Date of Award

Spring 1-1-2012

Document Type

Dissertation

Degree Name

Doctor of Philosophy (PhD)

Department

Psychology & Neuroscience

First Advisor

Leaf Van Boven

Second Advisor

Bernadette Park

Third Advisor

Peter McGraw

Fourth Advisor

Sona Dimidjian

Fifth Advisor

Nicholas Flores

Abstract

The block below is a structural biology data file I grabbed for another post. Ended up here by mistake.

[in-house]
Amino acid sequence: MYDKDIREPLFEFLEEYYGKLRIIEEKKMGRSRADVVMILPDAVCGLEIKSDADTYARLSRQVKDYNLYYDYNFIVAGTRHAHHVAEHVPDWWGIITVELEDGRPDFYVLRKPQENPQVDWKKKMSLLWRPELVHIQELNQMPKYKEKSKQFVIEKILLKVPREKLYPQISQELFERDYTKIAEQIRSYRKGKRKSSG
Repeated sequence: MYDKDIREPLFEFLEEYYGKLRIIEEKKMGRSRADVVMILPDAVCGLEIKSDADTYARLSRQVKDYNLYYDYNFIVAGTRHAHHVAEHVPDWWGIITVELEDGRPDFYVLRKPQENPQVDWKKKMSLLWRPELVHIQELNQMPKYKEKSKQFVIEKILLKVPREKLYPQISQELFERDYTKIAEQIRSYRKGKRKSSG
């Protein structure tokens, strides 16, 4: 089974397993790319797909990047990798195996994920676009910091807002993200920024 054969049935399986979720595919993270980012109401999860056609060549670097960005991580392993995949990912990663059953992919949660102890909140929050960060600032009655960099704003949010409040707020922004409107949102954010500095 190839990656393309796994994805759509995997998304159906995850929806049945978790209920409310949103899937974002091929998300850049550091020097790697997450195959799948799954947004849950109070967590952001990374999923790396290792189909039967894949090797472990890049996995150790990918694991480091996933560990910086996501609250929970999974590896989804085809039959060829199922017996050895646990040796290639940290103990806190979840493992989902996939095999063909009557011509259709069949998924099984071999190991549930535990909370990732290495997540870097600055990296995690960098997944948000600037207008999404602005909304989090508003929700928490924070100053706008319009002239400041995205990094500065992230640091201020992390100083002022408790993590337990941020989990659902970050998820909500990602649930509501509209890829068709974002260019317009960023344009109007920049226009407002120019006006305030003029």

When observing the prosocial acts of others, people tend to be very concerned with the reasons for act. A charitable donation motivated by concern for the charitable cause is seen as noble, while the same donation motivated by image enhancement is seen as disingenuous. In a series of six studies, participants consistently evaluated extrinsically motivated prosocial acts to be subjectively smaller and less impactful than the identical but intrinsically motivated act, and evaluated the extrinsically motivated actors less favorably than intrinsically motivated actors. These effects were robust across different prosocial domains and across different types of acts, including the donation of money and time and for conservation behaviors. These results demonstrate that motivation information causes people to violate strict adherence to principles of fungibility, using contextual information to evaluate equal fungible units differently. Two further studies establish that people will adjust their choices of products and resource allocation to punish extrinsically motivated actors and reward intrinsically motivated actors. The authors discuss these findings relative to formal principles of rationality, and propose an explanation of contextualized rationality. The implications of these findings for policy-making and implementation are discussed.

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